Bread & Puppet Theater
Sunday, March 20, 6pm
The Workroom, 33 Hawley Street
Bread & Puppet comes to A.P.E at Hawley Street in Northampton, MA on Sunday, March 20th with Finished Waiting, a new show created this winter by B&P director, Peter Schumann and the storied Vermont troupe of puppeteers, carpenters, bus drivers, musicians, dancers, agitators and bread-bakers—many of whom do all of the above in the process of inventing Bread & Puppet’s aesthetically iconic and politically plainspoken shows and bringing them to audiences far and wide.
Finished Waiting is a show for this moment of political, social, ecological, and epidemiological rupture and uncertainty, a moment in which many feel the seduction of a stance of waiting: waiting for the pandemic to be over, for better leaders to be elected, for actions to be taken by the powerful to respond to ecological catastrophe, for families to be reunited or seemingly eternal wars to end.
What do we do and where do we go when we’re finished waiting? What transformations might be possible in our lives and in our politics if we stopped waiting for them to change, or for others to change first? How is it possible to recognize the moment in which we can set waiting aside and set out toward something—and, as importantly, how can we recognize the moment in which we can, at last, lay aside cherished innocences or bootless hopes, see what is for what it is, and act accordingly? How can it become possible for us to arise together and promote the arising of new worlds of collective possibility through collective uprising?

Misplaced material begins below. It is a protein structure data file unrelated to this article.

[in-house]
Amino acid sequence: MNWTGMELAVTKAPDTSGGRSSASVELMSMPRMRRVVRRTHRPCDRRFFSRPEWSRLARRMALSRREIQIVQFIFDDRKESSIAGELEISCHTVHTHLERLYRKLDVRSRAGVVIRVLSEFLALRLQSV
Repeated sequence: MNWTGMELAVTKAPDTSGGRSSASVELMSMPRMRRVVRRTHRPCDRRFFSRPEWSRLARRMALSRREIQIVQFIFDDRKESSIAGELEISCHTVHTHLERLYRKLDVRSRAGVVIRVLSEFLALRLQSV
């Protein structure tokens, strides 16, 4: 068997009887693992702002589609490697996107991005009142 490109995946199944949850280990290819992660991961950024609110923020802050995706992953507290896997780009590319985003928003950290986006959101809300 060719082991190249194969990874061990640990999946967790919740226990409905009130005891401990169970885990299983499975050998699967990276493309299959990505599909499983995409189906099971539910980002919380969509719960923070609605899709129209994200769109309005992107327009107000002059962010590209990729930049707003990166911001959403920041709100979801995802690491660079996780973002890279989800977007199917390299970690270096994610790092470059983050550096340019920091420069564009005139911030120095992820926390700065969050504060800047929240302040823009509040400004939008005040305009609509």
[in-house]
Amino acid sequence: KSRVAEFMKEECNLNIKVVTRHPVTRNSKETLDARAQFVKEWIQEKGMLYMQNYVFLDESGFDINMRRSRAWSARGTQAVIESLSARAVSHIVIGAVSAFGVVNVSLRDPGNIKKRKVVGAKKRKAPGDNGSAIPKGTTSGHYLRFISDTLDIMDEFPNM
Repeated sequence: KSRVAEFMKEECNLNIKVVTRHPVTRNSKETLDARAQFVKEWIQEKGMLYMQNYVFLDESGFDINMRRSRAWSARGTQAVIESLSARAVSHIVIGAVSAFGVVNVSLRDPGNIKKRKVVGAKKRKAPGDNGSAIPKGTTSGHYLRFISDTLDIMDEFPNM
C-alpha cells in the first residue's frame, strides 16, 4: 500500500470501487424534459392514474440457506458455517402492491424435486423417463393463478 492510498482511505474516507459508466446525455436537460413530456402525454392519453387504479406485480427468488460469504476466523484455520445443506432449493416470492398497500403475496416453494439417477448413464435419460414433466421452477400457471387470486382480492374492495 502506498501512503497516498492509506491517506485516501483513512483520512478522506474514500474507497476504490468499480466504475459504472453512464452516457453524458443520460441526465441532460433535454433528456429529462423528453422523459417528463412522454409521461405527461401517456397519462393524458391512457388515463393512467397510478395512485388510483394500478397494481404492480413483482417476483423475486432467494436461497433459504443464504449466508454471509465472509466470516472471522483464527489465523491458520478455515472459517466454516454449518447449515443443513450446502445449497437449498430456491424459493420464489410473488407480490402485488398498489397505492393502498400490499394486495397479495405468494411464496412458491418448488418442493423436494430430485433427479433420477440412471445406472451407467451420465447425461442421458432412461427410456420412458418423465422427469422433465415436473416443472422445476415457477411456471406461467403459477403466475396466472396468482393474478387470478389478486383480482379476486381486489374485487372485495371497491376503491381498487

Bread & Puppet foments such practices of rising in the provocatively quotidian terms of “Domestic Resurrection”— under the banner of which aesthetic and spiritual sublimity are not at odds with political stridency and the rigors of traditional household chores.
In Finished Waiting, Bread & Puppet invites audiences throughout the Northeast to harken to these practices of uprising, and take heart from them—as we all participate in the satisfaction of another, equally fundamental kind of waiting: the waiting for spring’s arrival after a long winter. With this show, Bread & Puppet seems to call on us to recognize how nature itself shows us what is possible and what can arise, when we abandon waiting and embrace transformation.
According to Schumann the show will star “the clock and its customers, skies, cities, mountains, forward dancers, backward dancers, a stop officer, and an eye divinity who teaches seeing to non-suspecting eyes.”
After the performance Bread & Puppet will serve its free sourdough rye bread with aioli, and Bread & Puppet’s “Cheap Art”—books, posters, postcards, pamphlets and banners from the Bread & Puppet Press—will be for sale.